Spinning planets that lean one way and then alter their orientation within a short geological time span could be surprisingly habitable, according to a new model developed by scientists at NASA.
The scientists said that the climate effects generated on these wobbling planets could prevent them from turning into glacier-covered ice boxes, even if the planets are located far from their stars. And, if liquid water can stay long enough on the surface, these planets could provide favorable conditions for life.
“Planets like these are far enough from their stars that it would be easy to write them off as frozen, and poor targets for exploration, but in fact, they might be well-suited to supporting life,” Shawn Domagal-Goldman of NASA said, in a statement. “This could expand our idea of what a habitable planet looks like and where habitable planets might be found.”
The scientists, working on the new model, examine planets that have the same mass as Earth, orbit a sun-like star and have one or two gas giants orbiting nearby. In some cases, gravitational pulls from these gas giants could switch the direction of the planet’s axis of rotation within tens to hundreds of thousands of years, which is considered as merely a blink of an eye in geological terms.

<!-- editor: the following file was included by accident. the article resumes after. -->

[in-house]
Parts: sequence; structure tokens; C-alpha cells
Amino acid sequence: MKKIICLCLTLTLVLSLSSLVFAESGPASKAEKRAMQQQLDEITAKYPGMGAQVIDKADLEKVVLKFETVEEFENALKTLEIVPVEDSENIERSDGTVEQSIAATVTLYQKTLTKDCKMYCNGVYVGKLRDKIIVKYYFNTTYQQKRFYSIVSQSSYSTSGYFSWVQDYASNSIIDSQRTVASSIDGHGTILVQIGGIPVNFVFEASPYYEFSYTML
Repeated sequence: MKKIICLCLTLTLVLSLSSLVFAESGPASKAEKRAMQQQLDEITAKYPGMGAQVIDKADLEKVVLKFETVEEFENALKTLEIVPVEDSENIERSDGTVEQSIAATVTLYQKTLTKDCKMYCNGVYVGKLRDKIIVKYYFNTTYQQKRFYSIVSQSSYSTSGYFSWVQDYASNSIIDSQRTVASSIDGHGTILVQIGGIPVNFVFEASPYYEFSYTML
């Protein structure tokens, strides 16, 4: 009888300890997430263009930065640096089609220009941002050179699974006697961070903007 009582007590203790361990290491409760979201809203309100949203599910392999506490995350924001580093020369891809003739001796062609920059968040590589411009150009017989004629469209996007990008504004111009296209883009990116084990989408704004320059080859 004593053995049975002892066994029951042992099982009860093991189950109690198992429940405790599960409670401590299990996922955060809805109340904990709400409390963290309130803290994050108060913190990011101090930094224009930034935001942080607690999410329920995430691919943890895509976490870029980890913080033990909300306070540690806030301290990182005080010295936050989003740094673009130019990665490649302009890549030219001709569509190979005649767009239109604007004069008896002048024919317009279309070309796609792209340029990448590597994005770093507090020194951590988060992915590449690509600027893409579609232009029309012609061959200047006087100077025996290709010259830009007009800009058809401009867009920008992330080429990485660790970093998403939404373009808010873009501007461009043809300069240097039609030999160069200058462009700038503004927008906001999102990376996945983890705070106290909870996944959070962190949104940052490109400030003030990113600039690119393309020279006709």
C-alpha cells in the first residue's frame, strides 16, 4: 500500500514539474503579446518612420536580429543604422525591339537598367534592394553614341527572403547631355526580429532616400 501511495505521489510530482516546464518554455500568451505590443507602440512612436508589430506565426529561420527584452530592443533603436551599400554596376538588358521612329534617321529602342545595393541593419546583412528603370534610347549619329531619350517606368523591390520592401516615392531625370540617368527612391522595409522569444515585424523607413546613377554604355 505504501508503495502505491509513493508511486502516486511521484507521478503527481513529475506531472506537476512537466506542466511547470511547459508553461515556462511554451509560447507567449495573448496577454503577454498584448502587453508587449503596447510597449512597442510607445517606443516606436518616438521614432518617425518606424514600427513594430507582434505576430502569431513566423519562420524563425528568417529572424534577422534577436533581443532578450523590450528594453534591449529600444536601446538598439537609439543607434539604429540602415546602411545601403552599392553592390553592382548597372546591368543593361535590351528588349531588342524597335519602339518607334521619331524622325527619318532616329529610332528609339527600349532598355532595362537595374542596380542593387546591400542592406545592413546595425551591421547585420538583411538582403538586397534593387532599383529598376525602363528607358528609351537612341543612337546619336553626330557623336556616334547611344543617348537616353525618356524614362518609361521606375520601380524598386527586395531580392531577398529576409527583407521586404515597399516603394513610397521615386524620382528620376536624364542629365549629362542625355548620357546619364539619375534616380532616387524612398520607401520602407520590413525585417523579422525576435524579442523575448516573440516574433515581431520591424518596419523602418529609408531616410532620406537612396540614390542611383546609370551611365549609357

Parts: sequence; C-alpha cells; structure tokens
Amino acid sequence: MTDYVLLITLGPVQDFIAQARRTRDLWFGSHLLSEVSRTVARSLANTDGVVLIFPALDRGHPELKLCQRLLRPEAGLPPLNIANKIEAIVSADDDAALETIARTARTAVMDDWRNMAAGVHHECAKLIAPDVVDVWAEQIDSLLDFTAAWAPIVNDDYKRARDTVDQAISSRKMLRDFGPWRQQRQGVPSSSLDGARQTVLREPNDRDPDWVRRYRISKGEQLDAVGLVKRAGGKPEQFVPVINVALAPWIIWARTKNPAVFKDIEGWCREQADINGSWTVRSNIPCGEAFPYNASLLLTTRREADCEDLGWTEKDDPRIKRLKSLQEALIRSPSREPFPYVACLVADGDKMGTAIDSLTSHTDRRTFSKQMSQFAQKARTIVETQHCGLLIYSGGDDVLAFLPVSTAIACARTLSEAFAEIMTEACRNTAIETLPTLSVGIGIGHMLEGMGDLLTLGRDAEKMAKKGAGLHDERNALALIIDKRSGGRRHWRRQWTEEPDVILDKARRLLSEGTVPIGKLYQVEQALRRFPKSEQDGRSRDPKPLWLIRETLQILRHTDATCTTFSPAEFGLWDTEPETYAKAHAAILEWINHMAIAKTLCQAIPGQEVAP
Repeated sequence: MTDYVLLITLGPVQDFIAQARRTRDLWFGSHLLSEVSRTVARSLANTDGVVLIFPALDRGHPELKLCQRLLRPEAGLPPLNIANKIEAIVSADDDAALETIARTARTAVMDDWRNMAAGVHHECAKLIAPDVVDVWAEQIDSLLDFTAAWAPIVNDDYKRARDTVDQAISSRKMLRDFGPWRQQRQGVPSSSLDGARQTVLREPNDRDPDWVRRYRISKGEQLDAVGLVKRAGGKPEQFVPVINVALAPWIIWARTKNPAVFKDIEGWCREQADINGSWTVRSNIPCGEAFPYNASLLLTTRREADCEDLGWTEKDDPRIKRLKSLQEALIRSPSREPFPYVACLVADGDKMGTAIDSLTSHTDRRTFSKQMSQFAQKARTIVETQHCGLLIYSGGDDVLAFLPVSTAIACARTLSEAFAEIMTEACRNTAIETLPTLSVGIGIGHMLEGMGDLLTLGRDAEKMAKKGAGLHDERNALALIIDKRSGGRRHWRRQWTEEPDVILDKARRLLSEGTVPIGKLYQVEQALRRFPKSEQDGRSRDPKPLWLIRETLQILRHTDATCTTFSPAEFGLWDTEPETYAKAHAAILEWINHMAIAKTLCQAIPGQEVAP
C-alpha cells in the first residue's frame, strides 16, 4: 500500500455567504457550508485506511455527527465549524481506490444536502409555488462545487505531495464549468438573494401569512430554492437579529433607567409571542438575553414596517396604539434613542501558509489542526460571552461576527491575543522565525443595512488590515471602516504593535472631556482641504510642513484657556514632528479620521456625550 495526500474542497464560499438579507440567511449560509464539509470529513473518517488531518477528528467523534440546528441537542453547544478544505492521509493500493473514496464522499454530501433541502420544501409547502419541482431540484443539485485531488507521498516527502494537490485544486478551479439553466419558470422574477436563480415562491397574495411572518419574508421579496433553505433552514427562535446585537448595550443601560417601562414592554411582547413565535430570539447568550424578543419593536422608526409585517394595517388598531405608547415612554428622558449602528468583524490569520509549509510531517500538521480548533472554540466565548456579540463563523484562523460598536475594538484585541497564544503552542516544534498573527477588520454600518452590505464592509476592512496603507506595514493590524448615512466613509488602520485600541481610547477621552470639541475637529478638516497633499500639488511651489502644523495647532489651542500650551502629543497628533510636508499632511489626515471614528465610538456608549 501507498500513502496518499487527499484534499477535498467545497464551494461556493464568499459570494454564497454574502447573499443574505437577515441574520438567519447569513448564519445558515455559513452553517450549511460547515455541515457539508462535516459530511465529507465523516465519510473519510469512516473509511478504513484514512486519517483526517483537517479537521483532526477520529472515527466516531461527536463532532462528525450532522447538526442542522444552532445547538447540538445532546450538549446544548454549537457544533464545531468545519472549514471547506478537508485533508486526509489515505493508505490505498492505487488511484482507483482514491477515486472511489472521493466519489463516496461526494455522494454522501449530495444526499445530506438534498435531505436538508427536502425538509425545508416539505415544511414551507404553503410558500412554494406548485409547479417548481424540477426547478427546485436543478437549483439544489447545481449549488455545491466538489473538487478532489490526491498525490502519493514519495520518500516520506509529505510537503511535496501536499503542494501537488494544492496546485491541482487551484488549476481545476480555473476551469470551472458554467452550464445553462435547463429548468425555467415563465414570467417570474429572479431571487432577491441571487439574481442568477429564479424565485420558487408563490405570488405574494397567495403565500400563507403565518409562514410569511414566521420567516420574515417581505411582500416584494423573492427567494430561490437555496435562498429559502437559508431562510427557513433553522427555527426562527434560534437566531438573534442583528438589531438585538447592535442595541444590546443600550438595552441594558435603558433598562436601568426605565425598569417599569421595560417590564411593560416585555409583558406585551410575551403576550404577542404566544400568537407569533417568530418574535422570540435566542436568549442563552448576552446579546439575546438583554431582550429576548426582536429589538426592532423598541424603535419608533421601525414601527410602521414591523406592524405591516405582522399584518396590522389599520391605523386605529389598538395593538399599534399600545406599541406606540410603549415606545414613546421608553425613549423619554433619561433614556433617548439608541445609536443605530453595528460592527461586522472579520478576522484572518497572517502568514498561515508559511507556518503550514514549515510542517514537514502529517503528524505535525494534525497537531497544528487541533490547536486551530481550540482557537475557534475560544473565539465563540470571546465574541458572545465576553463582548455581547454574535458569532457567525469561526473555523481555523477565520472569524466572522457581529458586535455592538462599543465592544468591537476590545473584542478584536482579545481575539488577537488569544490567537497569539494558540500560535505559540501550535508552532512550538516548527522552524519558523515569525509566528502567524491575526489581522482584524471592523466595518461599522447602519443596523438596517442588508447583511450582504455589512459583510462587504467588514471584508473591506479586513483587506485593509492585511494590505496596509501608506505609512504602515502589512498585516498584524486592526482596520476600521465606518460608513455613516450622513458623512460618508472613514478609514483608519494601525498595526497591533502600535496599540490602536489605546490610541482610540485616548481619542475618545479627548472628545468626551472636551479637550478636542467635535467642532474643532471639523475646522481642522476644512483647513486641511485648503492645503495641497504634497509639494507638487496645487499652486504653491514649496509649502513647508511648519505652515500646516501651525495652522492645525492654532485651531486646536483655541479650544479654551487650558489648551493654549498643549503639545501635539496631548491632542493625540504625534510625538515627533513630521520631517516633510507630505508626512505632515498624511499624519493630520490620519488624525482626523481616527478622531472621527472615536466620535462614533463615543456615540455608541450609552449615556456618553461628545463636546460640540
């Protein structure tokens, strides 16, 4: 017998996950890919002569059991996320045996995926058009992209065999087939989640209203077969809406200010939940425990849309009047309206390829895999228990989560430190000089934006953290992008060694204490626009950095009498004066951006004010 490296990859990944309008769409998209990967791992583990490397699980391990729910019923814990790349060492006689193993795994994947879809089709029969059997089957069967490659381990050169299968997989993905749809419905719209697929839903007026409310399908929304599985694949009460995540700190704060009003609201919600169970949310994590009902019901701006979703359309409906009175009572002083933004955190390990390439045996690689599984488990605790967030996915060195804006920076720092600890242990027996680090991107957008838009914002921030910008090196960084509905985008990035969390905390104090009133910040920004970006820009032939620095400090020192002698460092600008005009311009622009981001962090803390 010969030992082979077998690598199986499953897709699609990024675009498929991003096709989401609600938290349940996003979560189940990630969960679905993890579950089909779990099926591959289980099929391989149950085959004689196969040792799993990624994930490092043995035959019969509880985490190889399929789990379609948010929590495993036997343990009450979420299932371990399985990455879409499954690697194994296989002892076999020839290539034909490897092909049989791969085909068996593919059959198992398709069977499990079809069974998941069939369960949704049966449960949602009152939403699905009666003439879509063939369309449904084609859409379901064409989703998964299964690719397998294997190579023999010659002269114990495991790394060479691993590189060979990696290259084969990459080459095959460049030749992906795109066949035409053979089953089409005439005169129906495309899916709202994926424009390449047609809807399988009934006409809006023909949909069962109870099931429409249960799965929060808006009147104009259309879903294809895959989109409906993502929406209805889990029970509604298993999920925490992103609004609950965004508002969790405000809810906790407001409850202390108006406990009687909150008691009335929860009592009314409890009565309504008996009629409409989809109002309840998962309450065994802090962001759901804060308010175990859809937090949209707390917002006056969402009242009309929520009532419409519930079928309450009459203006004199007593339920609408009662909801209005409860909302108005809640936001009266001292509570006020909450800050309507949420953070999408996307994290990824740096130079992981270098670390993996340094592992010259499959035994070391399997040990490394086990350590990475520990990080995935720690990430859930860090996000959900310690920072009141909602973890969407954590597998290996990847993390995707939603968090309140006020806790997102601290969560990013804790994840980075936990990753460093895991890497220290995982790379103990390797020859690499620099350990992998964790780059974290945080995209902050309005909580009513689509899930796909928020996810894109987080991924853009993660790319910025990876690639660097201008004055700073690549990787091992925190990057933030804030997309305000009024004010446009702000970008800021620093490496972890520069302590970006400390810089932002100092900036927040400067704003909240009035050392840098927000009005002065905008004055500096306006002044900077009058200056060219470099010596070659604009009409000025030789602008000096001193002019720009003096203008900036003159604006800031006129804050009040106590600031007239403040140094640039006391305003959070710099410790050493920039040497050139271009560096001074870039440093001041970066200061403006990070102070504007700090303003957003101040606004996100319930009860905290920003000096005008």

According to scientists, they have spotted an arrangement of planets in orbit around the star Upsilon Andromedae, where the planets experience such a “see-sawing action.” Scientists said that they have identified orbits of two enormous planets that were found to be inclined at an angle of 30 degrees relative to each other.
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Compared to the solar system, the newly discovered planetary arrangement looks extreme compared to the orbits of Earth and its seven neighboring planets, which differ by 7 degrees at most, scientists said in the study, published in the April 2014 issue of Astrobiology.
Citing Earth’s history, the scientists said that the amount of sunlight received by glaciers strongly affects how much they grow and melt. Extreme wobbling, like the one explained in the study, could cause the planet’s poles to point directly at the sun from time to time, melting the glaciers. As a result, some planets could be able to preserve liquid water on the surface, despite being located nearly twice as far from their stars as Earth is from the sun.
“In those cases, the habitable zone could be extended much farther from the star than we normally expect,” John Armstrong of Weber State University in Ogden, Utah, and the study’s lead author, said in the statement. “Rather than working against habitability, the rapid changes in the orientation of the planet could turn out be a real boon sometimes.”